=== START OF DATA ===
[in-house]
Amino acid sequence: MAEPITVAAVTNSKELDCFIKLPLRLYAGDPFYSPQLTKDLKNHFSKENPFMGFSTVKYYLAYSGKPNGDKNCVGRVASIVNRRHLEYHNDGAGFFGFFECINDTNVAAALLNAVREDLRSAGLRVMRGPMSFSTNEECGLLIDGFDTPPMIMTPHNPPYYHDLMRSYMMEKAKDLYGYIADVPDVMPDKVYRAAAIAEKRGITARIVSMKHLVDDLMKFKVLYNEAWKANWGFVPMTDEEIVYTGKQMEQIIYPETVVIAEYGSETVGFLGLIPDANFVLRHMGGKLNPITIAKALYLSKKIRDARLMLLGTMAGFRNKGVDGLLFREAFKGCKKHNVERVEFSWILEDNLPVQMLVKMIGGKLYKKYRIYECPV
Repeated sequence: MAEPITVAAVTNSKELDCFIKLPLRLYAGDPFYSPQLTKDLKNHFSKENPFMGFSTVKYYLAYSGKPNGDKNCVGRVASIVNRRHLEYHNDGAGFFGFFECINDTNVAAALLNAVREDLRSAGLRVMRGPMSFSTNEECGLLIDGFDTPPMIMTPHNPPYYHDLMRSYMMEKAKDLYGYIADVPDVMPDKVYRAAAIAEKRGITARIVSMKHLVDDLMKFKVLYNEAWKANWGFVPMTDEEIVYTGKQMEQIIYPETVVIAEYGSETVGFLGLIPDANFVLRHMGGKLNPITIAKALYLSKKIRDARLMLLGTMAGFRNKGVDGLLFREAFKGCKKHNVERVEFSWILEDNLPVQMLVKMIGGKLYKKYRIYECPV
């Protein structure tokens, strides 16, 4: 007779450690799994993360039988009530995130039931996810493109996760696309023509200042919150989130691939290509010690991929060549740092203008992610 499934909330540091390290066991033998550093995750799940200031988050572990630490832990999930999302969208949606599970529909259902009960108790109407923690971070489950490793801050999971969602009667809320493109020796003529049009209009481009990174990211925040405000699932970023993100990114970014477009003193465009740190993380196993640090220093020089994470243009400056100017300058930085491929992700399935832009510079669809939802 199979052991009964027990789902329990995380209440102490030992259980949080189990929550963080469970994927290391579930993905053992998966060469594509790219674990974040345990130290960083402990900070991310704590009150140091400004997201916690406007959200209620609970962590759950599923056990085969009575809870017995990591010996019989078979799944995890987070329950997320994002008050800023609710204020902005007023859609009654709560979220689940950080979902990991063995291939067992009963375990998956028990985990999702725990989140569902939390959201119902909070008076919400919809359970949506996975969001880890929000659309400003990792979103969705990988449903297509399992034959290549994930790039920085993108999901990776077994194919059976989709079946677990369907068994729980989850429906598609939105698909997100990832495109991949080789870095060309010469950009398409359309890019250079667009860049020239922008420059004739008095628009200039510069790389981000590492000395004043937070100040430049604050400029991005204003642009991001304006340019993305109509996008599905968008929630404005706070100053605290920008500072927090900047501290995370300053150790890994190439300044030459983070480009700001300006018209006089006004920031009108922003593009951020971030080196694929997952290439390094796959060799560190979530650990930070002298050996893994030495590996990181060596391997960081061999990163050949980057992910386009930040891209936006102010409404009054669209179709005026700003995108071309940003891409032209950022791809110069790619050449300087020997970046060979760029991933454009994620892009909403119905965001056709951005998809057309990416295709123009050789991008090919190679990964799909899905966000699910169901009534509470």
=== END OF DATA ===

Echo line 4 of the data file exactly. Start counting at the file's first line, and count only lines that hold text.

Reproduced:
């Protein structure tokens, strides 16, 4: 007779450690799994993360039988009530995130039931996810493109996760696309023509200042919150989130691939290509010690991929060549740092203008992610 499934909330540091390290066991033998550093995750799940200031988050572990630490832990999930999302969208949606599970529909259902009960108790109407923690971070489950490793801050999971969602009667809320493109020796003529049009209009481009990174990211925040405000699932970023993100990114970014477009003193465009740190993380196993640090220093020089994470243009400056100017300058930085491929992700399935832009510079669809939802 199979052991009964027990789902329990995380209440102490030992259980949080189990929550963080469970994927290391579930993905053992998966060469594509790219674990974040345990130290960083402990900070991310704590009150140091400004997201916690406007959200209620609970962590759950599923056990085969009575809870017995990591010996019989078979799944995890987070329950997320994002008050800023609710204020902005007023859609009654709560979220689940950080979902990991063995291939067992009963375990998956028990985990999702725990989140569902939390959201119902909070008076919400919809359970949506996975969001880890929000659309400003990792979103969705990988449903297509399992034959290549994930790039920085993108999901990776077994194919059976989709079946677990369907068994729980989850429906598609939105698909997100990832495109991949080789870095060309010469950009398409359309890019250079667009860049020239922008420059004739008095628009200039510069790389981000590492000395004043937070100040430049604050400029991005204003642009991001304006340019993305109509996008599905968008929630404005706070100053605290920008500072927090900047501290995370300053150790890994190439300044030459983070480009700001300006018209006089006004920031009108922003593009951020971030080196694929997952290439390094796959060799560190979530650990930070002298050996893994030495590996990181060596391997960081061999990163050949980057992910386009930040891209936006102010409404009054669209179709005026700003995108071309940003891409032209950022791809110069790619050449300087020997970046060979760029991933454009994620892009909403119905965001056709951005998809057309990416295709123009050789991008090919190679990964799909899905966000699910169901009534509470």